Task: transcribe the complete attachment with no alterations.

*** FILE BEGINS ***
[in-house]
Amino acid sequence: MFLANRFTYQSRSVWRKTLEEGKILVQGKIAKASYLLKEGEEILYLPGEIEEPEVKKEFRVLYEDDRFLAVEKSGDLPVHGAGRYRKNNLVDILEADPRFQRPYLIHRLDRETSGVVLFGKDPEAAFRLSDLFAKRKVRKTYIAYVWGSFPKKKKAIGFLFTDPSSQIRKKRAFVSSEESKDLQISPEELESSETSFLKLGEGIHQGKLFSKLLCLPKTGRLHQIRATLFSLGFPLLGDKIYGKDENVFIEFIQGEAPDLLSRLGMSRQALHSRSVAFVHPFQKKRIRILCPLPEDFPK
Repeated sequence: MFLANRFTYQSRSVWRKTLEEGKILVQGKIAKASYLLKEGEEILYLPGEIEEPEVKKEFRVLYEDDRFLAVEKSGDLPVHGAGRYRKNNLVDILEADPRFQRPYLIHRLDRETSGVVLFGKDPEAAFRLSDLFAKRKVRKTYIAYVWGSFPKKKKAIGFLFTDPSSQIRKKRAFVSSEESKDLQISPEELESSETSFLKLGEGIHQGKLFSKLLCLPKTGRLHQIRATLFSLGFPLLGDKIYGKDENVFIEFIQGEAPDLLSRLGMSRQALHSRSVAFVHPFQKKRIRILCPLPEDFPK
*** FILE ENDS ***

[in-house]
Amino acid sequence: MFLANRFTYQSRSVWRKTLEEGKILVQGKIAKASYLLKEGEEILYLPGEIEEPEVKKEFRVLYEDDRFLAVEKSGDLPVHGAGRYRKNNLVDILEADPRFQRPYLIHRLDRETSGVVLFGKDPEAAFRLSDLFAKRKVRKTYIAYVWGSFPKKKKAIGFLFTDPSSQIRKKRAFVSSEESKDLQISPEELESSETSFLKLGEGIHQGKLFSKLLCLPKTGRLHQIRATLFSLGFPLLGDKIYGKDENVFIEFIQGEAPDLLSRLGMSRQALHSRSVAFVHPFQKKRIRILCPLPEDFPK
Repeated sequence: MFLANRFTYQSRSVWRKTLEEGKILVQGKIAKASYLLKEGEEILYLPGEIEEPEVKKEFRVLYEDDRFLAVEKSGDLPVHGAGRYRKNNLVDILEADPRFQRPYLIHRLDRETSGVVLFGKDPEAAFRLSDLFAKRKVRKTYIAYVWGSFPKKKKAIGFLFTDPSSQIRKKRAFVSSEESKDLQISPEELESSETSFLKLGEGIHQGKLFSKLLCLPKTGRLHQIRATLFSLGFPLLGDKIYGKDENVFIEFIQGEAPDLLSRLGMSRQALHSRSVAFVHPFQKKRIRILCPLPEDFPK